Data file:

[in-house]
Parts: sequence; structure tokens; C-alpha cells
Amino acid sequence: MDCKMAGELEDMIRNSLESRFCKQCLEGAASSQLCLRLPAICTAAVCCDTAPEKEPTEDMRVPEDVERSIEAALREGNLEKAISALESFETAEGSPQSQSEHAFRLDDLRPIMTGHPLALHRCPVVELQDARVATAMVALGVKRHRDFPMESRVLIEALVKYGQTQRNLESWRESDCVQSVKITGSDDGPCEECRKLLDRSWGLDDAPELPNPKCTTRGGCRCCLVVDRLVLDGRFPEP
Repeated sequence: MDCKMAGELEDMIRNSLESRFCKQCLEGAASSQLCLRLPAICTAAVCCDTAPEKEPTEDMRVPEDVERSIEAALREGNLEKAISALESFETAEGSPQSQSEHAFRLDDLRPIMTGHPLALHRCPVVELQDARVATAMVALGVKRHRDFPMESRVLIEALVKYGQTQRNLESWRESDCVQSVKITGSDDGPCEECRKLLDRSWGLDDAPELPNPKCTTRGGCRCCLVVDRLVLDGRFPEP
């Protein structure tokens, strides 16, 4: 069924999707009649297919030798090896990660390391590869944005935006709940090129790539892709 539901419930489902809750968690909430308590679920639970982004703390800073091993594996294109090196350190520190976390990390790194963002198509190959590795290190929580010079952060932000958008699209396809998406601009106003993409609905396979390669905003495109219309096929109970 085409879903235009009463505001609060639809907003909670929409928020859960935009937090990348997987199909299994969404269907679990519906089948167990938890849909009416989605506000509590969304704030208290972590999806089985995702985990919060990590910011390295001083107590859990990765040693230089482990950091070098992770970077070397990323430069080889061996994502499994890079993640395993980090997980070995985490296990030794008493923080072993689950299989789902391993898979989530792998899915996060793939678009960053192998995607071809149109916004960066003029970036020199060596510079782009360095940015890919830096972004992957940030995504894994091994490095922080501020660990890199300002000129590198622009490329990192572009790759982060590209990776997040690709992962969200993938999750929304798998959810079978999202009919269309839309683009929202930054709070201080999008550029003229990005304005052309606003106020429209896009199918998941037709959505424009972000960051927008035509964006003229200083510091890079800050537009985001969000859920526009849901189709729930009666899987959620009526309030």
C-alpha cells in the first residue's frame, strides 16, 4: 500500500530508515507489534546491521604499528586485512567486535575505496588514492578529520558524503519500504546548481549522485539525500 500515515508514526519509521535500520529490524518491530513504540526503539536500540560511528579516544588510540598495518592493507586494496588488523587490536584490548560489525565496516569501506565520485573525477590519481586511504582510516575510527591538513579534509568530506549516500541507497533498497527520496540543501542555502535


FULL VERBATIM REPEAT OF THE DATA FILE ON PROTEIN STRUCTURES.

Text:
[in-house]
Parts: sequence; structure tokens; C-alpha cells
Amino acid sequence: MDCKMAGELEDMIRNSLESRFCKQCLEGAASSQLCLRLPAICTAAVCCDTAPEKEPTEDMRVPEDVERSIEAALREGNLEKAISALESFETAEGSPQSQSEHAFRLDDLRPIMTGHPLALHRCPVVELQDARVATAMVALGVKRHRDFPMESRVLIEALVKYGQTQRNLESWRESDCVQSVKITGSDDGPCEECRKLLDRSWGLDDAPELPNPKCTTRGGCRCCLVVDRLVLDGRFPEP
Repeated sequence: MDCKMAGELEDMIRNSLESRFCKQCLEGAASSQLCLRLPAICTAAVCCDTAPEKEPTEDMRVPEDVERSIEAALREGNLEKAISALESFETAEGSPQSQSEHAFRLDDLRPIMTGHPLALHRCPVVELQDARVATAMVALGVKRHRDFPMESRVLIEALVKYGQTQRNLESWRESDCVQSVKITGSDDGPCEECRKLLDRSWGLDDAPELPNPKCTTRGGCRCCLVVDRLVLDGRFPEP
């Protein structure tokens, strides 16, 4: 069924999707009649297919030798090896990660390391590869944005935006709940090129790539892709 539901419930489902809750968690909430308590679920639970982004703390800073091993594996294109090196350190520190976390990390790194963002198509190959590795290190929580010079952060932000958008699209396809998406601009106003993409609905396979390669905003495109219309096929109970 085409879903235009009463505001609060639809907003909670929409928020859960935009937090990348997987199909299994969404269907679990519906089948167990938890849909009416989605506000509590969304704030208290972590999806089985995702985990919060990590910011390295001083107590859990990765040693230089482990950091070098992770970077070397990323430069080889061996994502499994890079993640395993980090997980070995985490296990030794008493923080072993689950299989789902391993898979989530792998899915996060793939678009960053192998995607071809149109916004960066003029970036020199060596510079782009360095940015890919830096972004992957940030995504894994091994490095922080501020660990890199300002000129590198622009490329990192572009790759982060590209990776997040690709992962969200993938999750929304798998959810079978999202009919269309839309683009929202930054709070201080999008550029003229990005304005052309606003106020429209896009199918998941037709959505424009972000960051927008035509964006003229200083510091890079800050537009985001969000859920526009849901189709729930009666899987959620009526309030």
C-alpha cells in the first residue's frame, strides 16, 4: 500500500530508515507489534546491521604499528586485512567486535575505496588514492578529520558524503519500504546548481549522485539525500 500515515508514526519509521535500520529490524518491530513504540526503539536500540560511528579516544588510540598495518592493507586494496588488523587490536584490548560489525565496516569501506565520485573525477590519481586511504582510516575510527591538513579534509568530506549516500541507497533498497527520496540543501542555502535